Your former counterpart at KitchenAid learned an important lesson last night.
But it might not be what you think.
It’s not about keeping your personal Twitter account separate from the brand account to avoid twitter mistakes like accidentally tweeting something inappropriate from the wrong account. (Although it’s a smart idea to separate them, and very easy to do.)
The lesson is that you should always represent the brand. Even from your personal account.
There is a certain amount of professionalism that goes with representing a major consumer brand online. And that professionalism extends beyond the brand’s online properties.
When I worked as the social media manager for a parenting brand, I understood that I was representing the brand everywhere. Not just at work. Not just on their Facebook Page or Twitter accounts. All the time. In public, at conferences, and yes — on my own personal public-facing social media accounts.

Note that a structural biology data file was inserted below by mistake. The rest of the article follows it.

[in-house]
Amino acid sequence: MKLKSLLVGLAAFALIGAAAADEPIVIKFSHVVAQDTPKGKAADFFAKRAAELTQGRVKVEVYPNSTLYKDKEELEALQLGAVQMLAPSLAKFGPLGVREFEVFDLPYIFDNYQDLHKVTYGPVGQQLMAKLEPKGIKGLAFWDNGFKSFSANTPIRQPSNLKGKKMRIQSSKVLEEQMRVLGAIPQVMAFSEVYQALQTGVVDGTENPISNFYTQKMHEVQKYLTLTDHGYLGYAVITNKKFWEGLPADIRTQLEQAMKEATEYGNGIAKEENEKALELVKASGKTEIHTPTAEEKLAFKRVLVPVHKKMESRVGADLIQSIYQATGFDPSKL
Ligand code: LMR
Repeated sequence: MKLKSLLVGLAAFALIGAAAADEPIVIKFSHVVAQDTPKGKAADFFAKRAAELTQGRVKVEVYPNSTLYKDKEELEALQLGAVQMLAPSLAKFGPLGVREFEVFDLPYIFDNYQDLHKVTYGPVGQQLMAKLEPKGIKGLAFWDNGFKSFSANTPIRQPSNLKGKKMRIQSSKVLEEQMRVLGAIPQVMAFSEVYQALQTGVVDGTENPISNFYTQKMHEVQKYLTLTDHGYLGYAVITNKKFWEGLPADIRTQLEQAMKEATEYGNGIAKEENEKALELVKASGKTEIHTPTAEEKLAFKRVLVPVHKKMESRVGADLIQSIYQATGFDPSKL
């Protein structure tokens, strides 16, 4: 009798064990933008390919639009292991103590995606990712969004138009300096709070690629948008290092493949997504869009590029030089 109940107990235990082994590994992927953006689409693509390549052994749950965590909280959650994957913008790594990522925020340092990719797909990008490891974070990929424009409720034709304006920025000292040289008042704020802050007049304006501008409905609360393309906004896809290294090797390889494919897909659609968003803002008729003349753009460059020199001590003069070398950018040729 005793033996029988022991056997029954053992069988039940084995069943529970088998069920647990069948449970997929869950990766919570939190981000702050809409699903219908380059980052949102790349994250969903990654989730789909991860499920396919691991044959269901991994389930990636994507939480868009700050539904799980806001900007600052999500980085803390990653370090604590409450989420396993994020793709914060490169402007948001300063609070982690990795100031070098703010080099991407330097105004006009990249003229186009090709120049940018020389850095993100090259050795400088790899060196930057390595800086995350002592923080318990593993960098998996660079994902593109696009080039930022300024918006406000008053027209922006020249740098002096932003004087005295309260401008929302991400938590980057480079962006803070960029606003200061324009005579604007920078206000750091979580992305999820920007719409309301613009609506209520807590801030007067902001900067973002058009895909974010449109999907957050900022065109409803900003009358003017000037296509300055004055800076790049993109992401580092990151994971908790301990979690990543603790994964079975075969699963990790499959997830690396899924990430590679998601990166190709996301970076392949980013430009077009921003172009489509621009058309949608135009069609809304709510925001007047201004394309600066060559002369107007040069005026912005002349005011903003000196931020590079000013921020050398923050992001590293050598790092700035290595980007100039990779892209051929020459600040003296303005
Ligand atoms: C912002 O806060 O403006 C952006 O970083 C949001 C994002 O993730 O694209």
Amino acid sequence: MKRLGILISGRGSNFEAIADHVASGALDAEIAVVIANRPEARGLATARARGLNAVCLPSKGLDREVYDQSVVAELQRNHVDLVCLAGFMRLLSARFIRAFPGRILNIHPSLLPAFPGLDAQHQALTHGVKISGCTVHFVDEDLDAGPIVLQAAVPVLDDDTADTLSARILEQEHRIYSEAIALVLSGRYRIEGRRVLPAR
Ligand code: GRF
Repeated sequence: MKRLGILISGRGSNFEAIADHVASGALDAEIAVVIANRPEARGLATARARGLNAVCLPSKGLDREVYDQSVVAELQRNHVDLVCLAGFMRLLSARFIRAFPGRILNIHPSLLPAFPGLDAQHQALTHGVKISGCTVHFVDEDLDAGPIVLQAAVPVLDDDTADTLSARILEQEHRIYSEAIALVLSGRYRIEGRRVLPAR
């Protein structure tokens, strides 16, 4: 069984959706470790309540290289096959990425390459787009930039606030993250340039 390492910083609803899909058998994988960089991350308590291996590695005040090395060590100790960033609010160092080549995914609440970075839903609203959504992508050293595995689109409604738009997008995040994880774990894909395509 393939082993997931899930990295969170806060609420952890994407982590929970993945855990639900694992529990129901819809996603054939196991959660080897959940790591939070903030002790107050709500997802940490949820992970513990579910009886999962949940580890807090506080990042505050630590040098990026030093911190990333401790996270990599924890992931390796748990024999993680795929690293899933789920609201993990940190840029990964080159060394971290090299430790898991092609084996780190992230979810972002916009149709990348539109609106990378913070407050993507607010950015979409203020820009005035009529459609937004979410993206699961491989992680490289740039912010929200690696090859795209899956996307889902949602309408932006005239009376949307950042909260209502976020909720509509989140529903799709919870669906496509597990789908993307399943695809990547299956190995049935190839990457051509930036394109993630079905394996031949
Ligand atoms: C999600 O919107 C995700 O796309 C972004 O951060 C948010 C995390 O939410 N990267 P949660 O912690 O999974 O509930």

So I kept my daily frustrations, political diatribes and stance on thorny social issues in check.
(Still do, actually, now that I’m building my own brand.)
Oh, I’m far from perfect and my tweets and posts occasionally include a healthy dose of snark and a few silly jokes with friends. But there’s a certain level of professionalism that is constant. Even the time I made a mistake it wasn’t damaging to the brand.
Most social media managers feel the same responsibility, whether it was explicitly communicated to them by their company or not. Those are the keepers. The rest should look for another line of work.
And brands, if you’re reading this, you might want to take a quick peek at your social media staff’s personal accounts. To make sure you’ve got the “keepers” on your team.